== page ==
A “Half Empty” Media
Watching the news since U.S. occupation began in Iraq, we are led to believe that Iraq is an endless quagmire of suicide bombings, guerilla attacks and riots that end in U.S. soldiers arbitrarily firing into crowds. This just shows the media’s power to spin our view of the situation there.
Consider the following statistics—based on reports from military officials in Iraq—on the little-heard-of positive sides of the reconstruction efforts put forth on www.BrookesNews.com (Dec. 15, 2003).
Over 60,000 Iraqis now provide security to their fellow citizens. Nearly all of Iraq’s 400 courts are functioning. All 22 universities and 43 technical institutes and colleges are open, as are nearly all primary and secondary schools. All 240 hospitals and more than 1,200 clinics are open. Teachers’ salaries are 12 to 25 times what they were under Saddam Hussein. Doctors’ salaries are at least eight times greater than they were. The clearing of 8,700 miles of Iraq’s 16,000 miles of weed-choked canals has enabled tens of thousands of farms to now be irrigated, creating more than 100,000 jobs for Iraqis. By October 2003, power generation exceeded the pre-war average. Over three quarters of pre-war telephone services and over two thirds of clean water production have been restored. Iraq has a single, unified currency for the first time in 15 years.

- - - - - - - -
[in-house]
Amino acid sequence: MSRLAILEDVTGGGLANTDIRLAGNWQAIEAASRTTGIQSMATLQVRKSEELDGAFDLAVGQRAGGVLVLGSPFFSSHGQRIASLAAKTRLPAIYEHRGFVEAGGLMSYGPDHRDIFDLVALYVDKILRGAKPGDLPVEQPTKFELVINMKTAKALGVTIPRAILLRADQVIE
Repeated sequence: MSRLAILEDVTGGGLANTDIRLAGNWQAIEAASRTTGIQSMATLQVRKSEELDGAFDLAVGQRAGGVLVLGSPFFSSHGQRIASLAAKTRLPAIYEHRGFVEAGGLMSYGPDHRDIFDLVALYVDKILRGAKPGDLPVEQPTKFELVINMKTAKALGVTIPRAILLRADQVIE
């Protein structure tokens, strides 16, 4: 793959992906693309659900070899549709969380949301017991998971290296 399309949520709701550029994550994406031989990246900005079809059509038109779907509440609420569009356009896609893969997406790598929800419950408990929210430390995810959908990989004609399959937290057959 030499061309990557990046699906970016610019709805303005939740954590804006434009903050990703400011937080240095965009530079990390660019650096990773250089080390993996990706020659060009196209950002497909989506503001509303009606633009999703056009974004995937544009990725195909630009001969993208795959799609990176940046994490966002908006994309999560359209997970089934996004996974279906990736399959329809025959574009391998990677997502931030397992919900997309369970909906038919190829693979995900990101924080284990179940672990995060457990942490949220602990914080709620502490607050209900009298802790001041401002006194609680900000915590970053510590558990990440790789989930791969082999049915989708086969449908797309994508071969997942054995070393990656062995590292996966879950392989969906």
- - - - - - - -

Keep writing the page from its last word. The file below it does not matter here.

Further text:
These are just a few items from a plenteous list.
How much more American public support would the reconstruction effort have if the media reported a more balanced view of events in Iraq?